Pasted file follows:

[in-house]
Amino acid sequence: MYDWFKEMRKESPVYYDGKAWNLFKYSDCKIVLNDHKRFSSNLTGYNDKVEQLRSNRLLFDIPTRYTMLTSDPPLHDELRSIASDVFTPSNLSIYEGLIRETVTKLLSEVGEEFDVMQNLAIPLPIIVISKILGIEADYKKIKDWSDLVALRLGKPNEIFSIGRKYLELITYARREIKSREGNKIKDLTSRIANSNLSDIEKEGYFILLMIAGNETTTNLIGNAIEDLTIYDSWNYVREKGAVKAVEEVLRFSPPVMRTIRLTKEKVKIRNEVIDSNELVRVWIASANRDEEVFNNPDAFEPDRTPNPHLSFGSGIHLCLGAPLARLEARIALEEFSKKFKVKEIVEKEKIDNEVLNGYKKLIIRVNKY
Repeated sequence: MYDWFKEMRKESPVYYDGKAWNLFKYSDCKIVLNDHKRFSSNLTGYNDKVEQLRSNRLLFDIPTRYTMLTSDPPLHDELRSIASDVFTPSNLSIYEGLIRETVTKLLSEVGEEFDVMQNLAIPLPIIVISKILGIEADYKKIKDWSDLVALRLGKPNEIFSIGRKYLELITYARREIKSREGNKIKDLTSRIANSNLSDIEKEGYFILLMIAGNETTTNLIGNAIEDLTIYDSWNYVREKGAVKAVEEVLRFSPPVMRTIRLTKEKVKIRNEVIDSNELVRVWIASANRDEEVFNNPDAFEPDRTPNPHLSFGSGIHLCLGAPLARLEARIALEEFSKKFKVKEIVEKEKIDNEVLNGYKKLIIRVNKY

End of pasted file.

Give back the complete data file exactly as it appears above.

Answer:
[in-house]
Amino acid sequence: MYDWFKEMRKESPVYYDGKAWNLFKYSDCKIVLNDHKRFSSNLTGYNDKVEQLRSNRLLFDIPTRYTMLTSDPPLHDELRSIASDVFTPSNLSIYEGLIRETVTKLLSEVGEEFDVMQNLAIPLPIIVISKILGIEADYKKIKDWSDLVALRLGKPNEIFSIGRKYLELITYARREIKSREGNKIKDLTSRIANSNLSDIEKEGYFILLMIAGNETTTNLIGNAIEDLTIYDSWNYVREKGAVKAVEEVLRFSPPVMRTIRLTKEKVKIRNEVIDSNELVRVWIASANRDEEVFNNPDAFEPDRTPNPHLSFGSGIHLCLGAPLARLEARIALEEFSKKFKVKEIVEKEKIDNEVLNGYKKLIIRVNKY
Repeated sequence: MYDWFKEMRKESPVYYDGKAWNLFKYSDCKIVLNDHKRFSSNLTGYNDKVEQLRSNRLLFDIPTRYTMLTSDPPLHDELRSIASDVFTPSNLSIYEGLIRETVTKLLSEVGEEFDVMQNLAIPLPIIVISKILGIEADYKKIKDWSDLVALRLGKPNEIFSIGRKYLELITYARREIKSREGNKIKDLTSRIANSNLSDIEKEGYFILLMIAGNETTTNLIGNAIEDLTIYDSWNYVREKGAVKAVEEVLRFSPPVMRTIRLTKEKVKIRNEVIDSNELVRVWIASANRDEEVFNNPDAFEPDRTPNPHLSFGSGIHLCLGAPLARLEARIALEEFSKKFKVKEIVEKEKIDNEVLNGYKKLIIRVNKY